Skip to main content

Article – What are the Physical Requirements of the Modern Battlefield?

Physicality has always been an enduring feature of warfare. This has been a truism since Cain first picked up a rock to strike Abel, all the way through to the accounts written here detailing incidents of hand to hand combat in Afghanistan and Iraq. While it is without doubt that the battlefield has seen some radical changes in the last 100 or even 50 years, it appears that a physically fit and robust force will still remain an important feature of the future.

So what are the physical demands of the 21st century battle space, and how do we as a modern professional army ensure that our training is specific and relevant to the job we do? Do these answers differ for those taking the fight to the enemy in close quarters urban assaults, against those operating in a high tempo third-line logistics unit undertaking demanding cognitive and physical tasks under cumulative fatigue and sleep deprivation common on operational deployments?  In this series of blog posts I, and my fitness colleagues, hope to explore this complex but fundamental challenge.

Click on the image to access 5 Harrowing Stories of Close Combat via Task & Purpose

Selection and maintenance of the aim is as important for effective strength and conditioning as it is for war in general; so what are the core physical requirements of the modern battlefield, and how should we be preparing our soldiers for this? Those interested in the physical requirements for the modern warfighter should read Kramer et al.  This well-researched paper breaks down the physical requirements of the modern battle space, and the training focus required in order to prepare soldiers for this environment. It outlines a modern battlefield, which arguably requires individuals to have 4 key fitness traits, outlined below:

1. Baseline strength.
2. Power.
3. Anaerobic capacity.
4. External Load Carriage (ELC) & muscular endurance.

Kramer et al’s paper is also interesting as it puts in a strong argument against the need for extensive aerobic fitness, or long slow distance training (LSD). I agree with this. It is incredibly rare that you will find an instance of a soldier undertaking any activity resembling low-medium intensity running for long durations in any stage of operations. Without even touching on the injury prevention argument here, this fact alone is enough to warrant a hard look at what is potentially the most common form of ‘PT run’ in the barracks environment. This is certainly not an argument against running, but rather the intensity and goals of the running session conducted. The argument against LSD training aside, I believe that Army still could benefit from an increased focus on basic strength training. As the studies below show, even elite endurance athletes have gained benefits through addition strength training:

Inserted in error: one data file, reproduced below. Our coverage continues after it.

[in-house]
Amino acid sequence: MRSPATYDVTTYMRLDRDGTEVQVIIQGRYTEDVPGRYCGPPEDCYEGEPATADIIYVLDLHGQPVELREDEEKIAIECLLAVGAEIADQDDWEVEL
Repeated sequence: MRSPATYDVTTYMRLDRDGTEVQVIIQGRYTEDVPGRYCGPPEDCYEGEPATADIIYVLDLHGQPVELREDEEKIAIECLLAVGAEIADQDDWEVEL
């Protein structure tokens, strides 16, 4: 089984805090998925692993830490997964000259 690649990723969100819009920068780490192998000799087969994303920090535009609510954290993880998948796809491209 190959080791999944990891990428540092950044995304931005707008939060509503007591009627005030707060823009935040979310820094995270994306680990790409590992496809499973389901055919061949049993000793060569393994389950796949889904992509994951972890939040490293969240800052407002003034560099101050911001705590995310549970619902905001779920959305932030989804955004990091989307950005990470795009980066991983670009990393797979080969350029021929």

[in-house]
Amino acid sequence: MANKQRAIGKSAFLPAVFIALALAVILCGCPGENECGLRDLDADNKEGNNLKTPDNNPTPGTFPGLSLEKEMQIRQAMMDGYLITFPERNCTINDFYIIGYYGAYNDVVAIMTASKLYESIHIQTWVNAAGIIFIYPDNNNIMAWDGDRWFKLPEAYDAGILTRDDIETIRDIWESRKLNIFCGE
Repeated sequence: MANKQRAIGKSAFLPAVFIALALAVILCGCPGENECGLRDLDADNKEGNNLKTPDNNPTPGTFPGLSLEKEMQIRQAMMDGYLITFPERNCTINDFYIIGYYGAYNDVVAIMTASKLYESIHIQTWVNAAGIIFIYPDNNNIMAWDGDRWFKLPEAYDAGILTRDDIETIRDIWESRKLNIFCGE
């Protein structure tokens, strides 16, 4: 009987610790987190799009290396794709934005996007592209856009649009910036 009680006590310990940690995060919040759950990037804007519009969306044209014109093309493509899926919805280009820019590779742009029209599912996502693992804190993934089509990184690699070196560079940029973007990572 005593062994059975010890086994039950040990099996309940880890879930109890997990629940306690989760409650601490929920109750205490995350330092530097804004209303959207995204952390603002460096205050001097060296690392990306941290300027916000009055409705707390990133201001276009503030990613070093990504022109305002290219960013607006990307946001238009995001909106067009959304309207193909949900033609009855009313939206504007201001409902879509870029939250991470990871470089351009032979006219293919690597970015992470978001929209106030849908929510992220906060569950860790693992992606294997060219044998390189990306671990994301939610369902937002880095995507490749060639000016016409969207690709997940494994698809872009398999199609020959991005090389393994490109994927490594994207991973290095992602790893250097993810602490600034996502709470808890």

In the end the essence of professional strength and conditioning is to prepare the individual for a high level of performance specific to the demands of their job. General fitness, a non- specific ‘smash’ session or a run along the river next to the barracks can all be helpful (written and delivered by anyone): the mark of professionalism, however, is evidence based, specific, and safe training that meets the specific needs of the environment.

The Second and Third Order Effects on Organisational Resilience

Physical fitness has obvious first order effects on the ability of an Army to do its core job. Take, for example, acquiring a target and shooting it (and avoiding being shot). Research by Billing et al and Frykman et al respectively found that a poor physical capacity to carry heavy loads makes a soldier more vulnerable to enemy fire, and less able to acquire targets and accurately engage them. There are also, however, deeper second and third order threats that poor physicality poses to an organisation; a lack of fitness (for example) increases the burden on service healthcare systems, and also the services which provide care and funding for retired service members healthcare. Fitness is intrinsically linked to organisational resilience. Physical conditioning can be a powerful tool for not only producing first-class soldiers, but also for reducing organisation healthcare burden and costs. For those interested in this, the following articles are studies on strength and resistance training, high-stress workplaces and resilience: